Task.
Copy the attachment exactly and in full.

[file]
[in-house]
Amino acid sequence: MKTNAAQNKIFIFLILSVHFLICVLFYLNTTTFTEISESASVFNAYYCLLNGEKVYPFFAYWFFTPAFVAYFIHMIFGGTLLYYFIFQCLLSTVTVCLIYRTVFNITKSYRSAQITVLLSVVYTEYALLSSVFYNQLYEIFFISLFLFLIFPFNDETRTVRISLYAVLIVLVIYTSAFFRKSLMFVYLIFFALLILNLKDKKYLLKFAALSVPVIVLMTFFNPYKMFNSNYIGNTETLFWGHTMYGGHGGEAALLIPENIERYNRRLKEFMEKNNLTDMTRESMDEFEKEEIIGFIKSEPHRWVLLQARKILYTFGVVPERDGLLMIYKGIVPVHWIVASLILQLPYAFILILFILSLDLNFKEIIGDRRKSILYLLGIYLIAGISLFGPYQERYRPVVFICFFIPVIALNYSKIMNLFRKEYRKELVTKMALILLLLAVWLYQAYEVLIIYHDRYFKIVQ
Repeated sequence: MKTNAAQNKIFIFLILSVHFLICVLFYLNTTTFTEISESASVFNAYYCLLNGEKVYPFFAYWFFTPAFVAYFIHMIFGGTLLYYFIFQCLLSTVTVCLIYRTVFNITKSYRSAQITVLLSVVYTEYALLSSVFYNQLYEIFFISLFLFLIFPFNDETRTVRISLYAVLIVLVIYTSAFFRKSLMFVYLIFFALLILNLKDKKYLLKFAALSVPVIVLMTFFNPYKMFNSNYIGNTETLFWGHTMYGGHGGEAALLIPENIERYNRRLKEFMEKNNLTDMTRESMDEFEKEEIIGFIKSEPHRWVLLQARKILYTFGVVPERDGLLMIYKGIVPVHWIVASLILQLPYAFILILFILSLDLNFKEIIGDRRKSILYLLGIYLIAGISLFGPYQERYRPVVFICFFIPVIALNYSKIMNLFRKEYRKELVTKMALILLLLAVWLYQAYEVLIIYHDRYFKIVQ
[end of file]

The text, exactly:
[in-house]
Amino acid sequence: MKTNAAQNKIFIFLILSVHFLICVLFYLNTTTFTEISESASVFNAYYCLLNGEKVYPFFAYWFFTPAFVAYFIHMIFGGTLLYYFIFQCLLSTVTVCLIYRTVFNITKSYRSAQITVLLSVVYTEYALLSSVFYNQLYEIFFISLFLFLIFPFNDETRTVRISLYAVLIVLVIYTSAFFRKSLMFVYLIFFALLILNLKDKKYLLKFAALSVPVIVLMTFFNPYKMFNSNYIGNTETLFWGHTMYGGHGGEAALLIPENIERYNRRLKEFMEKNNLTDMTRESMDEFEKEEIIGFIKSEPHRWVLLQARKILYTFGVVPERDGLLMIYKGIVPVHWIVASLILQLPYAFILILFILSLDLNFKEIIGDRRKSILYLLGIYLIAGISLFGPYQERYRPVVFICFFIPVIALNYSKIMNLFRKEYRKELVTKMALILLLLAVWLYQAYEVLIIYHDRYFKIVQ
Repeated sequence: MKTNAAQNKIFIFLILSVHFLICVLFYLNTTTFTEISESASVFNAYYCLLNGEKVYPFFAYWFFTPAFVAYFIHMIFGGTLLYYFIFQCLLSTVTVCLIYRTVFNITKSYRSAQITVLLSVVYTEYALLSSVFYNQLYEIFFISLFLFLIFPFNDETRTVRISLYAVLIVLVIYTSAFFRKSLMFVYLIFFALLILNLKDKKYLLKFAALSVPVIVLMTFFNPYKMFNSNYIGNTETLFWGHTMYGGHGGEAALLIPENIERYNRRLKEFMEKNNLTDMTRESMDEFEKEEIIGFIKSEPHRWVLLQARKILYTFGVVPERDGLLMIYKGIVPVHWIVASLILQLPYAFILILFILSLDLNFKEIIGDRRKSILYLLGIYLIAGISLFGPYQERYRPVVFICFFIPVIALNYSKIMNLFRKEYRKELVTKMALILLLLAVWLYQAYEVLIIYHDRYFKIVQ